Well, look at this. I got to the twentieth anniversary special, a 90 minute special episode called The Five Doctors, celebrating a show that, I am sure, no one figured would possibly last this long.
And yet, here it is, and here I am, and we got all kinds of Doctors doing what each Doctor does best, all from a script from a longtime Doctor Who scribe by the name of Terrence Dicks.
It’s not perfect, but it sure is fun.
To be fair, only two Doctors returned for the special while two others didn’t. Peter Davison was, of course, still the regular Doctor so he was a given, and Patrick Troughton (still my favorite Doctor) and Jon Pertwee both returned. First Doctor William Hartnell had a good reason to pass: he was dead, having died shortly after he filmed his scenes for the tenth anniversary special. The series did see fit to use a clip of him in the role, namely the speech he gave when Susan became the first companion to depart the show. It’s actually a very appropriate speech, perhaps the one that more firmly established the character of the Doctor going forward.
As for Tom Baker, he was asked, apparently thought it over, and then declined. He was concerned about type-casting having not that long ago left the role, and likewise he may not have been too happy with how the adventure would be divided five ways. Then again, from what I’ve gathered, Baker may have occasionally been a little tough to work with, so maybe it worked out for the best.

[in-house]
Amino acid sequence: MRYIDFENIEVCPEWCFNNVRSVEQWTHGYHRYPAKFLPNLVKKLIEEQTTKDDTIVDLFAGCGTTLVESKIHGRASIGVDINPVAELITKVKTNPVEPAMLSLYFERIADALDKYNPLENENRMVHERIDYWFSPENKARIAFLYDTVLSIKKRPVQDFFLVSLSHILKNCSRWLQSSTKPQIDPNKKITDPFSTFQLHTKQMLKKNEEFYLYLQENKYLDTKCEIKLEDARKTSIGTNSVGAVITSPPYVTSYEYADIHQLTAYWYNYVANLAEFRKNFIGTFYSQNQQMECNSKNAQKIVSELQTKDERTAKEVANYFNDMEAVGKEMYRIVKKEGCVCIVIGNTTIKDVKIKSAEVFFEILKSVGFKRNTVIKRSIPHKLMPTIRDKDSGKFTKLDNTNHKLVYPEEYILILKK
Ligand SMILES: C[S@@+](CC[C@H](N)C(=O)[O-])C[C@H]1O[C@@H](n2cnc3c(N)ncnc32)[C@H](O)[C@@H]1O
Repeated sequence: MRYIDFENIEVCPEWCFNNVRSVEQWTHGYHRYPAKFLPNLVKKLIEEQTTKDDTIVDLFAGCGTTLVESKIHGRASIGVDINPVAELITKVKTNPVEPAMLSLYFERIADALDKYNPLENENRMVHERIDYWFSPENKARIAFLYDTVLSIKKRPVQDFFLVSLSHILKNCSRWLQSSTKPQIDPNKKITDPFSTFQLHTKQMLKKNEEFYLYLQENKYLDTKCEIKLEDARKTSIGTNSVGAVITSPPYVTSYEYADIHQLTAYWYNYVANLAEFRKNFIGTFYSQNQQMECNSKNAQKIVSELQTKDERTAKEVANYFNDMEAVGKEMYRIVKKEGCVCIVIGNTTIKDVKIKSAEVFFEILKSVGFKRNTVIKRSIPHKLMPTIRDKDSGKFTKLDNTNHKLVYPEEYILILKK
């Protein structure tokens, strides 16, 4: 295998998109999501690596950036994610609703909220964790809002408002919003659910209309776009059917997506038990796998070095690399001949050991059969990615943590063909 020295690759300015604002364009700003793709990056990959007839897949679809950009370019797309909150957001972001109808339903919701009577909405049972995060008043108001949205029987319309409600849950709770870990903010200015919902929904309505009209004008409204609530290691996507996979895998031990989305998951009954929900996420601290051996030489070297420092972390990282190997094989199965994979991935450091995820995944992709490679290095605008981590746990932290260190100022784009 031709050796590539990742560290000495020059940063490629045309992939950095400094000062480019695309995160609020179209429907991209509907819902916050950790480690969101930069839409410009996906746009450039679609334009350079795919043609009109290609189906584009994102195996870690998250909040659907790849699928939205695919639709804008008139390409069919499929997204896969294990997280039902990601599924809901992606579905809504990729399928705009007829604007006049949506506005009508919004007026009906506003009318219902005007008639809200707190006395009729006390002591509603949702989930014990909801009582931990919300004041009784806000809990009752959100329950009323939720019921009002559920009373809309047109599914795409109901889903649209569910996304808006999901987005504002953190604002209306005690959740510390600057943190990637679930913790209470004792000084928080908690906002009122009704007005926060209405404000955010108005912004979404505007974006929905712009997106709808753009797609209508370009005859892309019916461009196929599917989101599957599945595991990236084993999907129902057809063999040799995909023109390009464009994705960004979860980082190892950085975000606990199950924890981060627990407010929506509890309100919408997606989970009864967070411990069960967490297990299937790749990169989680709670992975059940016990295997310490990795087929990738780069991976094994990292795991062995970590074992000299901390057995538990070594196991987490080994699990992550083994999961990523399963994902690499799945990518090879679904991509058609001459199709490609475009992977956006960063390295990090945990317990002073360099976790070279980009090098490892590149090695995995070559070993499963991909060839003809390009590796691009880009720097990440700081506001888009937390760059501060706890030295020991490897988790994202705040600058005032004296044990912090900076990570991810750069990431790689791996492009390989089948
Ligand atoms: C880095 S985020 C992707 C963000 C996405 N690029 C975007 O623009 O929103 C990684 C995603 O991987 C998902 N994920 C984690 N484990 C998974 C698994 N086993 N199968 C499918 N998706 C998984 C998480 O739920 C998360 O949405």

Baker, of course, wasn’t the only hold-out. He was most likely just the most high profile. Frazer Hines probably would have gladly come back to play Jamie McCrimmon again, but he couldn’t clear his schedule for more than a day. He does appear, as a trap designed to look like Jamie while another Second Doctor companion Zoe stands off to the side, but that’s it for both of them. We likewise get brief appearances from illusionary versions of Liz Shaw and Mike Yates, while K9 appears to give a warning to Sarah Jane before being left behind.
That said, the producers found ways around the missing Doctors to make sure the title wasn’t a lie. The First Doctor’s role was recast with actor Richard Hurndall, a man who certainly looks like Hartnell’s First Doctor but doesn’t do a Hartnell impression, something I actually approve of. Baker was included by using a minute or two’s worth of footage from the incomplete serial “Shada,” showing the Fourth Doctor and the second Romana enjoying a row down a stream and then later bouncing up to the TARDIS. There’s something there about a time vortex, but what are you gonna do?
By the by, I do have plans for “Shada” at some point in the future. Be patient, hypothetical reader.
As it is, an unknown force has been kidnapping incarnations of the Doctor from across time and space. The First Doctor finds a garden stroll interrupted, only to be soon afterwards fleeing a Dalek with his granddaughter Susan. The Second is nabbed visiting the Brigadier before the old UNIT commander has a retirement ceremony. The Third is out driving Bessie, and after the Fourth is stuck in that vortex, whoever is behind all this grabs Sarah Jane Smith instead. The Fifth Doctor, sensing something wrong, bundles himself, Tegan, and Turlough into the TARDIS to investigate.